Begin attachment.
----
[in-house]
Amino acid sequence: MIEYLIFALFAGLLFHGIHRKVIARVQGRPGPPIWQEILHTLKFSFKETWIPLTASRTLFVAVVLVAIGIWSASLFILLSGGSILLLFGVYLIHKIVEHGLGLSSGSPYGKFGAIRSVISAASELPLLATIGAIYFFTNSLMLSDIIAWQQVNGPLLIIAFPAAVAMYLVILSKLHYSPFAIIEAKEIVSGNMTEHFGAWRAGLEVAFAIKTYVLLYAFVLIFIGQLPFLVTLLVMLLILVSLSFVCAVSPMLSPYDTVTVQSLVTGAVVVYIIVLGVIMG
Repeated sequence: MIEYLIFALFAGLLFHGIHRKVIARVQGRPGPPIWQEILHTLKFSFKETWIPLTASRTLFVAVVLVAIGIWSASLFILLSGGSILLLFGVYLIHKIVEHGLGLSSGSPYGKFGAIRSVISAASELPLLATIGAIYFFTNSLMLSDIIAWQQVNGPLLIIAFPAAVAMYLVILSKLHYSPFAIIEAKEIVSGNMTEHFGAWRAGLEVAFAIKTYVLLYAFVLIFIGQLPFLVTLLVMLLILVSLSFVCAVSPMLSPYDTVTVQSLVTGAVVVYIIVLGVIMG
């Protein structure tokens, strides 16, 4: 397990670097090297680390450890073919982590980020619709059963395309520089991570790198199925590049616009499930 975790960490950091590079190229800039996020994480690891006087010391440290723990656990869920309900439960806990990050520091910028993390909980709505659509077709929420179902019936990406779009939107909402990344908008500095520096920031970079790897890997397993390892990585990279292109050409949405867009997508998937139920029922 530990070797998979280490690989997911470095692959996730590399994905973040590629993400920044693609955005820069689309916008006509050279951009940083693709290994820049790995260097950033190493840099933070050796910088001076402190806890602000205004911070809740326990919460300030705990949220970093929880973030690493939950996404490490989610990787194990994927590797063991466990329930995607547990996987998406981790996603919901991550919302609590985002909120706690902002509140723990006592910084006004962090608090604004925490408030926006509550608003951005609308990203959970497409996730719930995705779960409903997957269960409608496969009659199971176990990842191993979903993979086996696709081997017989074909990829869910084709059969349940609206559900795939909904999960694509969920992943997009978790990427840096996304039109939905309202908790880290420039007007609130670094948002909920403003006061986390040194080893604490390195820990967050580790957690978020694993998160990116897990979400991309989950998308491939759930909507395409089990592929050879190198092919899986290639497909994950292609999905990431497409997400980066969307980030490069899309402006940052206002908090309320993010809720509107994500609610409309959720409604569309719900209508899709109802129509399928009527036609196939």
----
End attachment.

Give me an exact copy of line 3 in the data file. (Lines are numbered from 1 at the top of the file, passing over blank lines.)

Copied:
Repeated sequence: MIEYLIFALFAGLLFHGIHRKVIARVQGRPGPPIWQEILHTLKFSFKETWIPLTASRTLFVAVVLVAIGIWSASLFILLSGGSILLLFGVYLIHKIVEHGLGLSSGSPYGKFGAIRSVISAASELPLLATIGAIYFFTNSLMLSDIIAWQQVNGPLLIIAFPAAVAMYLVILSKLHYSPFAIIEAKEIVSGNMTEHFGAWRAGLEVAFAIKTYVLLYAFVLIFIGQLPFLVTLLVMLLILVSLSFVCAVSPMLSPYDTVTVQSLVTGAVVVYIIVLGVIMG